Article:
Lee Richardson Zoo finds use, new purposes for ordinary items
Unless you've just redecorated or renovated, when you walk through your house you see the same old things and you know exactly what everything is used for. Or do you? Let a zookeeper walk through your house and you may find that many items have different uses. An empty milk jug or water cooler jug can become a puzzle feeder for a wide variety of species, from capuchin monkeys to giraffes, with the simple addition of a few holes.
Cardboard in all shapes and sizes offers a myriad of opportunities for entertainment. Empty cereal boxes with the addition of some hay or shredded paper and a few goodies create a treasure hunt for a spider monkey. Round cardboard oatmeal containers or breakfast pastry boxes find second lives as perfect dwellings for hedgehogs. Cardboard tubes from toilet paper rolls, paper towel rolls or the rolls from wrapping paper can become treasure troves of goodies or just something different to chew on, look through or hide in, depending on the species using it. Large boxes, cardboard tubes and a little creativity can be combined to create creatures that can be stalked and pounced on by leopards and jaguars.
Monkeys and many birds find the reflection in non-breakable mirrors intriguing. Pinwheels catch the attention of lions, monkeys and birds alike. An anteater loves almost nothing more than licking and following a trail of vinegar. Emus and rheas often pick at large shiny silver spoons hung as a mobile. A pill bottle containing a few dried kernels of corn secured by a child-proof cap makes a great noisemaker for a ferret or a small parrot.
But it's not all fun and games when it comes to repurposing ordinary items for zoo use. A wire planter basket makes a good foundation for a bird nest. Dwarf lemurs enjoy catching a nap in a vine ball. PVC pipe, depending on its size, can become a maze or a secure hiding location for any number of appropriately sized species. An old-fashioned feather duster can simulate a mother bird to a young rhea chick.
The top from a two-liter bottle makes a great funnel, but it also can become an anesthesia cone in a pinch. A pillow case is an excellent transportation container for a snake (be sure to knot it at the top), or when moistened with warm water it becomes a snake sauna of sorts to help the snake shed. Foam egg crate material makes excellent padding at the top of a shipping crate for birds.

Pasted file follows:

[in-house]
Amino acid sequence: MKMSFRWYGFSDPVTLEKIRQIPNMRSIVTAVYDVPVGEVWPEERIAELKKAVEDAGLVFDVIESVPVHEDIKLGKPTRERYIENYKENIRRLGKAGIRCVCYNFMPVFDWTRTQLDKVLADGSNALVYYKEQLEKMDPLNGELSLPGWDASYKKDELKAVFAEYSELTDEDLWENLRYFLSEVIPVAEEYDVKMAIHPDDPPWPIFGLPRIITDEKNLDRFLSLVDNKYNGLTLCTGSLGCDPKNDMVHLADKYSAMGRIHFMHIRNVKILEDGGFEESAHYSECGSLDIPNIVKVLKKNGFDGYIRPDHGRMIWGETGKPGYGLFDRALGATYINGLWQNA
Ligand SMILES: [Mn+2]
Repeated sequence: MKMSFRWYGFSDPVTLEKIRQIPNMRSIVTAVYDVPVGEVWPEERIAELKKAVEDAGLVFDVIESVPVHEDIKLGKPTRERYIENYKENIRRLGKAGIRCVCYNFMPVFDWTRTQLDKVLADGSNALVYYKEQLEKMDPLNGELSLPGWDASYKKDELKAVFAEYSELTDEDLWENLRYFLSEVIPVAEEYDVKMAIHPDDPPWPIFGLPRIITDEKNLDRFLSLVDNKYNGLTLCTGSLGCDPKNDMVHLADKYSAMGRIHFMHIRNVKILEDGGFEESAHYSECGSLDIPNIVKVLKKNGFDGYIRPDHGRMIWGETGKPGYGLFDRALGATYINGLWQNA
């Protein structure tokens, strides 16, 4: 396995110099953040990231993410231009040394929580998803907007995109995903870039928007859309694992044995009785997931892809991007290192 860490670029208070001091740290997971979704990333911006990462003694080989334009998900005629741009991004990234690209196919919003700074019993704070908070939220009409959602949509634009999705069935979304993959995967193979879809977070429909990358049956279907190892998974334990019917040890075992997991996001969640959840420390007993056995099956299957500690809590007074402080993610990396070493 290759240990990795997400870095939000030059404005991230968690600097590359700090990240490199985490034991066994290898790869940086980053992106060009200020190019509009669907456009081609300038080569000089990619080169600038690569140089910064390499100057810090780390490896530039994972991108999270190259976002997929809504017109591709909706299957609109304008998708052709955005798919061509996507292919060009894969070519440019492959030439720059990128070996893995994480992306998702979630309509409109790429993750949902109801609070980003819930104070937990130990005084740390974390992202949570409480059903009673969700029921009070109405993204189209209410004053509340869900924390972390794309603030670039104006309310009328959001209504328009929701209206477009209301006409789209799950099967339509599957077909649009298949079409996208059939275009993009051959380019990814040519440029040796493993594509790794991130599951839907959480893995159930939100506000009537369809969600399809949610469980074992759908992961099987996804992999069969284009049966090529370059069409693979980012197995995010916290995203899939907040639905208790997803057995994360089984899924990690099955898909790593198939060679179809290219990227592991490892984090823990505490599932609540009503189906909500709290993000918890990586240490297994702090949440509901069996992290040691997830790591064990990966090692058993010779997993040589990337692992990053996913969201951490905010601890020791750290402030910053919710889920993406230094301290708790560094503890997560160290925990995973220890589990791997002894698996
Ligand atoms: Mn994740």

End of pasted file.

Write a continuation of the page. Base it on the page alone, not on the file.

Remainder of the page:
A stocking cap with the top cut off or a sock with the toe cut out can become the perfect blindfold for an addax or an ostrich during a stressful situation or a veterinary procedure. Duct tape can be used to secure the pouch on a kangaroo and give a joey a little more time to mature before it comes out. Human pregnancy tests can be used on orangutans to give staff an alert as to whether or not the female is pregnant. Wardrobe boxes used for moving shirts and pants also can hold flamingos on a cross country trip (with a lining of bubble wrap for some extra comfort, please).
Necessity is the mother of invention. Little kids play more with the box than the expensive toy that came in it. Whichever train of thought inspires our repurposing of items, we're pretty good at it. Besides redirecting the purpose of an item, we're good at redirecting how you're day is going also. Are you feeling cooped up or just having a bad day? Visit the zoo and let us turn your day around.
Visit our website at www.leerichardsonzoo.org.